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Instructor Class Description

Time Schedule:

Cass J Weller
PHIL 342
Seattle Campus

History of Modern Ethics

Development of moral thought from Hobbes through Nietzsche, with particular emphasis on the ethical writings of Hume, Kant, and John Stuart Mill.

Class description

In this course we study moral theorists of the 17th and 18th century primarily in the British Empiricist tradition. We examine their treatment of the moral relations among individuals and the relation between the individual and civil society as a whole. One goal is to achieve a clearer understanding, if not a resolution, of the issue between those who say that morality and civil society are in some sense unnatural and those who say that participating in some form of moral and political community is partly constitutive of human nature. Another, related, goal is to assess the arguments offered by the authors we read for and against the proposition that the duties imposed by morality are reducible to the duties of narrow self interest. In addition to questions concerning the nature and authority or justification of specifically moral claims we will also mine these authors for their views on reasons for action in general.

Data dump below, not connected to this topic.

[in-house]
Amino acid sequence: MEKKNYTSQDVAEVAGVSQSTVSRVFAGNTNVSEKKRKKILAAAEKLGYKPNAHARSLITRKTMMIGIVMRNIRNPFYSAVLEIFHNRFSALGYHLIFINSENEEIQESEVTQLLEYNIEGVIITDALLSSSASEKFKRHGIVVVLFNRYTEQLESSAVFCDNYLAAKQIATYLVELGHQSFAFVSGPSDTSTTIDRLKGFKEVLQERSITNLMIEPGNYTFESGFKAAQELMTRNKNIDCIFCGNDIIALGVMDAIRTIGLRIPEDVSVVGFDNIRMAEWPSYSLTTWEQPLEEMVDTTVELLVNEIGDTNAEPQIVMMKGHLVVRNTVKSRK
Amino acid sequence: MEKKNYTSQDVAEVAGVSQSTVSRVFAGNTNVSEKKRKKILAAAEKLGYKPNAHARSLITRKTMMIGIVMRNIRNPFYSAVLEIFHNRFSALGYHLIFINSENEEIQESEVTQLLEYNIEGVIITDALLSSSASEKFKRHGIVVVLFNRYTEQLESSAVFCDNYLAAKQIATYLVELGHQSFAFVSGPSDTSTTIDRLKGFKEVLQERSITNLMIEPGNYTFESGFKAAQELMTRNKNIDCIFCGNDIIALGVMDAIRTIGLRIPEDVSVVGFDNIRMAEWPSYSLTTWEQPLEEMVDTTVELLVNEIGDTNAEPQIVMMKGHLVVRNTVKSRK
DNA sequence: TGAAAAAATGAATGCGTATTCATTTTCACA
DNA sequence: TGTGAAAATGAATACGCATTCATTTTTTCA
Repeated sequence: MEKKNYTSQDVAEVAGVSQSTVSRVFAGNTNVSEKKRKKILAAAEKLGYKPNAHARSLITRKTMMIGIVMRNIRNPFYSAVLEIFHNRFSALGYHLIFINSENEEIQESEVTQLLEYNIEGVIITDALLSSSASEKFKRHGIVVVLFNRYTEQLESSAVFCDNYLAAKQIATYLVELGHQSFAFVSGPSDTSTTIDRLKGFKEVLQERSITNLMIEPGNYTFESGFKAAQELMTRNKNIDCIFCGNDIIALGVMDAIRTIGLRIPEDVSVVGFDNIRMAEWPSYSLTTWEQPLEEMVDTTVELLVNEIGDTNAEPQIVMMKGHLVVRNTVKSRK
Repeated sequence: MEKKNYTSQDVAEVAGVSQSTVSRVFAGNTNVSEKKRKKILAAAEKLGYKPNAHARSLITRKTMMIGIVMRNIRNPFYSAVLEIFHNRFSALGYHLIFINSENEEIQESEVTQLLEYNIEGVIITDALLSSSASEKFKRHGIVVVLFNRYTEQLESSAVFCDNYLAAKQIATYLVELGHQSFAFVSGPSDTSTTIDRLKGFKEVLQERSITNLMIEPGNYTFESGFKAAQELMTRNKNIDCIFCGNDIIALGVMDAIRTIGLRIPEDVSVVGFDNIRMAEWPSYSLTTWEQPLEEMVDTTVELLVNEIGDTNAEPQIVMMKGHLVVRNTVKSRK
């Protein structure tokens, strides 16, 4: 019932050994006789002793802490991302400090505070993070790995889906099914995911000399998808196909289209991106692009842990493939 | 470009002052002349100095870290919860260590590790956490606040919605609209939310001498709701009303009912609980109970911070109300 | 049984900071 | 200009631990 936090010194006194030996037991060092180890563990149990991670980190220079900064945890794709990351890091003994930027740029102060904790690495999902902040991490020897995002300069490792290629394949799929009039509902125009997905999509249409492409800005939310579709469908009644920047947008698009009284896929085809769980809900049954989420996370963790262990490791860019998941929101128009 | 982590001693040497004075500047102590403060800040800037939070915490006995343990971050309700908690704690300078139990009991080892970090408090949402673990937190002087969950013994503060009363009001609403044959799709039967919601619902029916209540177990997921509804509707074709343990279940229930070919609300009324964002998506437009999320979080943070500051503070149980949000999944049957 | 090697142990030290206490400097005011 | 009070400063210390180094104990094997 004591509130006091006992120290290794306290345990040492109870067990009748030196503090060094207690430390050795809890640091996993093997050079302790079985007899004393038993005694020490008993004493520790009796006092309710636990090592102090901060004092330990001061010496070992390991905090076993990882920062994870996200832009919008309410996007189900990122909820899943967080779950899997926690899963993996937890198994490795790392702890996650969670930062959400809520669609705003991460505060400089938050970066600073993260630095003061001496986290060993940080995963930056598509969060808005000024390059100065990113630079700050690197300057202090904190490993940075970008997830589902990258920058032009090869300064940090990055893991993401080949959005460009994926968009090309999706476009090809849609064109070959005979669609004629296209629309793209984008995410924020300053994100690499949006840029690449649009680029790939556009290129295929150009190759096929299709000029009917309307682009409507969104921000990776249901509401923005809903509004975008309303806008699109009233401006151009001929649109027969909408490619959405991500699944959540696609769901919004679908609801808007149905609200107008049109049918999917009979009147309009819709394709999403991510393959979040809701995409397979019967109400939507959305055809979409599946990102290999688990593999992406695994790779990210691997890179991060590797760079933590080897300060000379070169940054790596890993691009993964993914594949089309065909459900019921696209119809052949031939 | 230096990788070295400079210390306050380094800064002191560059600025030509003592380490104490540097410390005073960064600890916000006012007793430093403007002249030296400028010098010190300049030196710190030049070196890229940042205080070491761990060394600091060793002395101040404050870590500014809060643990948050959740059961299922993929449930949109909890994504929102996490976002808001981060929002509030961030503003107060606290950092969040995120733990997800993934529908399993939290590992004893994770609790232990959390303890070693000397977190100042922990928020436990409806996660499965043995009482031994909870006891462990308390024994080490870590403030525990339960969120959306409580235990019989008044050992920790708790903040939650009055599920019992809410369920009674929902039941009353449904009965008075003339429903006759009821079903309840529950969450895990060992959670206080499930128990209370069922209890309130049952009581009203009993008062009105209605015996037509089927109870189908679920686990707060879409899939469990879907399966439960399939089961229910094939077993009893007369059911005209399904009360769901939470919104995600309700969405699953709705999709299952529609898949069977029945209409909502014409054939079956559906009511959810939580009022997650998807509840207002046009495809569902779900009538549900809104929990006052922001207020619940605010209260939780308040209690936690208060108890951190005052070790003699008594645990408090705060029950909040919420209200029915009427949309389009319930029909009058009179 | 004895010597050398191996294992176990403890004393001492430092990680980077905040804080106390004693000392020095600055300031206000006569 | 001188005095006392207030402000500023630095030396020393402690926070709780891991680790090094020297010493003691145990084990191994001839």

Student learning goals

General method of instruction

Recommended preparation

Class assignments and grading

Reading, discussion in class and on newsgroup (5%), two short (5-7 pp.) papers ( 25% each), weekly written answers to questions on assigned reading (5%), and a final exam (40%).


The information above is intended to be helpful in choosing courses. Because the instructor may further develop his/her plans for this course, its characteristics are subject to change without notice. In most cases, the official course syllabus will be distributed on the first day of class.
Last Update by Beverly A Wessel
Date: 02/12/2003